The annual January onslaught of snow has caused its annual onslaught of chaos – schools closing, roads freezing and rail networks struggling to keep to timetable. GRR, SNOW. But whilst it’s all sometimes just a massive (if pretty) pain in the arse, other times it makes for *strike up the emotive soft-rock* good times and happy memories. As such, as I sit here wondering how I’m going to make it to work and back tomorrow without slipping over at least twice, here are my five nicest memories of snow days gone by.
For the first half of 2008 I was still on my Gap Year; working for my dad’s company full-time and continuing to do various theatre-based antics on the side. That job was my first experience of working full-time, and thanks to my commitments with two local am-dram societies and the youth theatre club I was running, it the first of many times in my life that I felt like I never had any free time. EVER. So along came Easter, when work was temporarily off the table and all other commitments were put on a brief hiatus. As is the norm for my family at times of holiday, we went up to our little bungalow in Sheringham, Norfolk, and spent a few days there. And, whilst I’ve never yet seen a White Christmas, we did bizarrely get a White Easter. The coastline looked like a scene from The Day After Tomorrow and the vintage steam railway looked even more picturesque that it does normally. I have great memories of every holiday spent up there with the lunatics I call family, but having a snowball fight on Easter Sunday really is one of the best.
[Photos: L – My brother gets battered by the wind and snow by the beach; R – A train (obviously)]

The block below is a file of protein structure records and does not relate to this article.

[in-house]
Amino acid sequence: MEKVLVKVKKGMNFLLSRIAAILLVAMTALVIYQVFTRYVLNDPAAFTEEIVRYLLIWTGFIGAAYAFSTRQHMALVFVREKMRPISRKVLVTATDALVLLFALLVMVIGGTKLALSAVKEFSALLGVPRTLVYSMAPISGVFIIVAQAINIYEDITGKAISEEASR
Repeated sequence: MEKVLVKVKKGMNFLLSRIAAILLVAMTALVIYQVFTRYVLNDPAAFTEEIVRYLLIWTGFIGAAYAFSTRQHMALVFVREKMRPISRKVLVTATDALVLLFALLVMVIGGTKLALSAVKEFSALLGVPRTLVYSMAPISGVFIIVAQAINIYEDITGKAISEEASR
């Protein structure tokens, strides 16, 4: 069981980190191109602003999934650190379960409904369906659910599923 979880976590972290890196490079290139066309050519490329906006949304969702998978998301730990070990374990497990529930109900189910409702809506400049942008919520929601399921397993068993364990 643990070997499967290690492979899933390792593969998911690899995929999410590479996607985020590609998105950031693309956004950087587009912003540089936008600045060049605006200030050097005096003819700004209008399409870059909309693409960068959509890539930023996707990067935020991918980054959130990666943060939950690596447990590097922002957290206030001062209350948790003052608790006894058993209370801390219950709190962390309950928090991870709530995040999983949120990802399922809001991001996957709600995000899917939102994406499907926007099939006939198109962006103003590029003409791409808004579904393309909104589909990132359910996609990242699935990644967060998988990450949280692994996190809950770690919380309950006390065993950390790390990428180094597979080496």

Being The Saturdays in broad daylight
The first snowy spell that hit Norwich while I was there for university came days into the second semester of my first year. Everyone on my course was amazing, but the people in my closest circle of friends had clicked within about half an hour of meeing and, despite being told “YOU WON’T STILL BE FRIENDS IN A FEW MONTHS, IT WON’T LAST, WAAA WAAA WAAA” by wise gurus in older year-groups, we were still virtually joined at the hip a few months later. So naturally, when snow arrived just after our first Christmas break, some of us were out wondering through it in an instant. This was, oddly, a novelty for me. Whenever we had snow days at school I was either in a friendship group that valued computer games over natural light, or I was in a friendship group that just wanted me to bugger off. So this otherwise run-of-the-mill meander around the white campus – rolling down hills, chucking snowballs, bantering like we were the funniest people on Earth (WHICH WE WERE) – had a more than a little sentimental value to it. #sadbuttrue. We also recreated The Saturdays’ ‘Issues’ video, but I’m gutted that I can’t find it anywhere now. Some (me) say it was better than the original.
[Photo: My friends Natalie, Jamie and George walking around campus]
The guestlist-cutting weather of my 21st birthday